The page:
Images from the Past

 

 

Col. Edwin L. Drake (in top hat) with his friend Peter Wilson, a druggist and investor in Drake's venture, in 1861 at the site of Drakes's discovery well near Titusville, Pennsylvania. Drake's discovery in 1859 was the first producing oil well in the United States.

The Lakeview Gusher, which blew out in 1910 at Midway-Sunset oilfield near Taft, California. The Lakeview is the largest gusher the U.S. has ever seen, blowing more oil than either Spindletop in Texas, or the 2010 Gulf oil spill.

An 1877 photo by Carleton Watkins of the California Star Oil Works #4 well in Pico Canyon, the first commercial oil well in California. A stereo view by Watkins shows a diffent pose of the same well and people.

An early oil well in the late 1800s, near McKittrick, California. McKittrick was originally named Asphalto, due to its asphaltum mines, which prior to the 1906 Earthquake provided most of the asphalt paving for San Francisco.

An old wooden pumping jack and derrick just off of Highway 119 near Taft, California. Chevron tore down the old derrick a few years ago after it was damaged in a wind storm, and they have since torn down the old pumping jack as well - both structures being victims of company lawyer paranoias on potential liability. Once upon a time there were dozens of old derricks in the vanishing outdoor oil museum of the San Joaquin Valley, but today there are only reproductions, as none of the originals remain standing.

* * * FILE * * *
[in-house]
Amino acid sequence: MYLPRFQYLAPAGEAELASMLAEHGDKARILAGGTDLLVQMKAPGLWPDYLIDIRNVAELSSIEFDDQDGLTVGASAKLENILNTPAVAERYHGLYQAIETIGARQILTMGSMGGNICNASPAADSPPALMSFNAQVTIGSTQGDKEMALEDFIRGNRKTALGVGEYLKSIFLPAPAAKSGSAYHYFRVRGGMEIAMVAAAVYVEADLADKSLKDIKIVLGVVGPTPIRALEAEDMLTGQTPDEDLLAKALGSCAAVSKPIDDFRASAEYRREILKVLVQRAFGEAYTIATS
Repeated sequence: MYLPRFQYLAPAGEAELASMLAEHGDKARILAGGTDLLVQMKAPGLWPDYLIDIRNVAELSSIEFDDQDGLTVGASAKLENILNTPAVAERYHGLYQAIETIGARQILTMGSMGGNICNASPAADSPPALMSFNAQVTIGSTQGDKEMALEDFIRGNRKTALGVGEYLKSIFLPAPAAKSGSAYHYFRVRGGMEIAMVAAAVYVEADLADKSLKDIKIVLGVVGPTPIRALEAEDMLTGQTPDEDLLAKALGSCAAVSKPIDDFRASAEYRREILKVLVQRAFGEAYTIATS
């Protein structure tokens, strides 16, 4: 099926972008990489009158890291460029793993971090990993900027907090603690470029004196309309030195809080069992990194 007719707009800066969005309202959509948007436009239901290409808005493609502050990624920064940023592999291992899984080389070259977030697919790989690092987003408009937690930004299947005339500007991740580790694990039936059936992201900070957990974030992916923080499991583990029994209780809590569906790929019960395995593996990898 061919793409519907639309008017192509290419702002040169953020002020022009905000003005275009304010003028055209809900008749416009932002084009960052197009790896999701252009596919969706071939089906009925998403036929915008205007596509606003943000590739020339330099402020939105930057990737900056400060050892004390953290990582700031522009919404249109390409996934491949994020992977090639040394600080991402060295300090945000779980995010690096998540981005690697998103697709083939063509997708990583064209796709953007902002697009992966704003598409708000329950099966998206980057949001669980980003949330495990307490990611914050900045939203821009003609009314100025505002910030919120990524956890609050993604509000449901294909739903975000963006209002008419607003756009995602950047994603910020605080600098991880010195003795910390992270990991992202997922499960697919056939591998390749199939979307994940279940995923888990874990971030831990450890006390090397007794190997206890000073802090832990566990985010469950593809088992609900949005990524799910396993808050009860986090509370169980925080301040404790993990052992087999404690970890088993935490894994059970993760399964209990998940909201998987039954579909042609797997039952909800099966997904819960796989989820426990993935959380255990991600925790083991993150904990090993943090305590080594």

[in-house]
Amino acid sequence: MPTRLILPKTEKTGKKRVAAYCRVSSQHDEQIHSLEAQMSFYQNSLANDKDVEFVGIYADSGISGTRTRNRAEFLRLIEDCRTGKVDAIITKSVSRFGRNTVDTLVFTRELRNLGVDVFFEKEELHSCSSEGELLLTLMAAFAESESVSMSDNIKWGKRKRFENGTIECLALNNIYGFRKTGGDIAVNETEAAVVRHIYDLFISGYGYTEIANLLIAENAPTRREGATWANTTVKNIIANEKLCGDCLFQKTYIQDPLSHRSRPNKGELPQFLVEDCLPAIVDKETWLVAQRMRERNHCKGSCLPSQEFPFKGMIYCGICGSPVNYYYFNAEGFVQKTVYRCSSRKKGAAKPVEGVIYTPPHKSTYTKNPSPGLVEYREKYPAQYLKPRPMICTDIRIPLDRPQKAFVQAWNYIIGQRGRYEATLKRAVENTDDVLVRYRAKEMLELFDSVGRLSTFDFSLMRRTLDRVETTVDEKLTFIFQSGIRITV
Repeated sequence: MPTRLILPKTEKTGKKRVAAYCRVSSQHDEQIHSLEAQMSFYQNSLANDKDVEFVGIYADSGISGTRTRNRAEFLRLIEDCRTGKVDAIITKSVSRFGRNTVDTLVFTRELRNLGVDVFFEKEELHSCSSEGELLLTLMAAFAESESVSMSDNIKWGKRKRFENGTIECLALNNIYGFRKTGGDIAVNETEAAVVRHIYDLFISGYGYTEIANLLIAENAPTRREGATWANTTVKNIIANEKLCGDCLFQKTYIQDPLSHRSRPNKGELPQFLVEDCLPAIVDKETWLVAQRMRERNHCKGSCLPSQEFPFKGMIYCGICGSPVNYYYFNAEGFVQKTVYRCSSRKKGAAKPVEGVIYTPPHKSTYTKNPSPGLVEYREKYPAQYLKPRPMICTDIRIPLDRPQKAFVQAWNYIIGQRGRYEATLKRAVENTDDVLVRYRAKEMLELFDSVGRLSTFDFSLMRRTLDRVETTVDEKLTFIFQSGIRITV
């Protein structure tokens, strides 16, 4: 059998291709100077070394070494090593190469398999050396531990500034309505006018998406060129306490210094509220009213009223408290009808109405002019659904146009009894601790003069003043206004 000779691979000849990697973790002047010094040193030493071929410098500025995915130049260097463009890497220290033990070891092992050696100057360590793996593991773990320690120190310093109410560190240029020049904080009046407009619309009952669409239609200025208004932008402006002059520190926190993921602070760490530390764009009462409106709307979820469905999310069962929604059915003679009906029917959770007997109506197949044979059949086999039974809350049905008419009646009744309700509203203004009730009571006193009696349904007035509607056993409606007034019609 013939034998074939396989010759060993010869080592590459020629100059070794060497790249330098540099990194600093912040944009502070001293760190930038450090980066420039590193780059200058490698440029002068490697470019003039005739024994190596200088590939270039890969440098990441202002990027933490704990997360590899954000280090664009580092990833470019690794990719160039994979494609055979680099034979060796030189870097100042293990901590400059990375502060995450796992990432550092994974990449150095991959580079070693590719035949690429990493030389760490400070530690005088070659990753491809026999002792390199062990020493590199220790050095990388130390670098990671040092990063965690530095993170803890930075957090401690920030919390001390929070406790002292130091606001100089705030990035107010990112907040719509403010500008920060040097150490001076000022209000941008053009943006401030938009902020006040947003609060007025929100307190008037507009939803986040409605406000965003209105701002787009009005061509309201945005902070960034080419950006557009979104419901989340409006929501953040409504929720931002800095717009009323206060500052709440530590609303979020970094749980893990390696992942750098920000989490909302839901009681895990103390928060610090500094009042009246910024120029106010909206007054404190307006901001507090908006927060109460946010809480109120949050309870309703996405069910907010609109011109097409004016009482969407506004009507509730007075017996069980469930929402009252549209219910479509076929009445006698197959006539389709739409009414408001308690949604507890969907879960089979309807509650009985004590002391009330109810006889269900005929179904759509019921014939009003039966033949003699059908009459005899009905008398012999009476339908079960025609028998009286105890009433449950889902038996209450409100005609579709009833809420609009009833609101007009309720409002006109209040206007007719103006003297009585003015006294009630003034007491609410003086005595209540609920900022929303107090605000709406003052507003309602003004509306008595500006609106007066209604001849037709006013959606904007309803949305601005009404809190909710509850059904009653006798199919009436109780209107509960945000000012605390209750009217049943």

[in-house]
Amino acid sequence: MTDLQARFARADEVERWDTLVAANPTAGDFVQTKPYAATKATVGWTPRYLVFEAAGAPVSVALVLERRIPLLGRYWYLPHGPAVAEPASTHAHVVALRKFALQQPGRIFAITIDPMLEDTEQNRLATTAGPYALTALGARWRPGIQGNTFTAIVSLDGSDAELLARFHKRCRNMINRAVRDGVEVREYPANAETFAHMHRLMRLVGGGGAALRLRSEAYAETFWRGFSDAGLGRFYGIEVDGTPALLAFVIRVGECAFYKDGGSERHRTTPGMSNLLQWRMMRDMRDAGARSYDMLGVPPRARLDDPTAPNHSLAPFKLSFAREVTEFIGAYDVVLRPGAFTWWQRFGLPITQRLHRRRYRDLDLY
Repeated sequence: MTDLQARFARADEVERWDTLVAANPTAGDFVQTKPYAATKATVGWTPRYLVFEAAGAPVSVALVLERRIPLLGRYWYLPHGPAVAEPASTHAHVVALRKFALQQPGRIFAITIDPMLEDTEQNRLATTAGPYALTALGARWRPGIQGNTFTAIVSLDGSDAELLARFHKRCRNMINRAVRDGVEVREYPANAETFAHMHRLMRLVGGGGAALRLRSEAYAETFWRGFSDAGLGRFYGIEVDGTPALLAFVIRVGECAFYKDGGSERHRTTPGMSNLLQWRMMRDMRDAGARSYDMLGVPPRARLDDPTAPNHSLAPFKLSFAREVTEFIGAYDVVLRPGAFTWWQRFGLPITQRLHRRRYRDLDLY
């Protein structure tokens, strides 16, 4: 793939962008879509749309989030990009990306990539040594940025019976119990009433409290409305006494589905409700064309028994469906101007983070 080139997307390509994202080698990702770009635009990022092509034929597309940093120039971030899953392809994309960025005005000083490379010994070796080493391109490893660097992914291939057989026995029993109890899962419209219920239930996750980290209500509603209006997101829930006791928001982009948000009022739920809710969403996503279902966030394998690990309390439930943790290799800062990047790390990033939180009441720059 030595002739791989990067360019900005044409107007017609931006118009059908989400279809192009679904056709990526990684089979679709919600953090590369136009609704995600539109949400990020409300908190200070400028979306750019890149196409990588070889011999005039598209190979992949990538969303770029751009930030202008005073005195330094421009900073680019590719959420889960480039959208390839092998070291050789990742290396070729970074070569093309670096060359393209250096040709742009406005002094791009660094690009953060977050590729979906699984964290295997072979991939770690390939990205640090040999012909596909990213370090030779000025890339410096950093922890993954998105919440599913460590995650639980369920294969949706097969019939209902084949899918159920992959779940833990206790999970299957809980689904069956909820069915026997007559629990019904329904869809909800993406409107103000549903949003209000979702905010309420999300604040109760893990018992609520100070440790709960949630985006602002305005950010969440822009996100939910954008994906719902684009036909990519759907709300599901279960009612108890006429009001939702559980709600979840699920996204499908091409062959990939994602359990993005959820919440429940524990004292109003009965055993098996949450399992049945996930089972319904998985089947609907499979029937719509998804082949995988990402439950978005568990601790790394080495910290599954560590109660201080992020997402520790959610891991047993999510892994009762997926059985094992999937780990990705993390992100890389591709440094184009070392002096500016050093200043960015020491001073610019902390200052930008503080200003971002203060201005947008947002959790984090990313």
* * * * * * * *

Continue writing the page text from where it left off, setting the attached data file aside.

"Shooters" Ford Alexander, Clarence Hendershott, and Karl Kinley (l to r) at Midway-Sunset Field with dynamite-filled torpedos used to extinguish well fires. Karl in 1913 became the first man to use explosives to extinguish a well fire, and he and his son Myron used this technique in 1919 to extinguish the great gas fire that erupted when the Hay #7 well blew out at Elk Hills Field. Myron went on to teach the famous Red Adair the science of fighting oil well fires.

 



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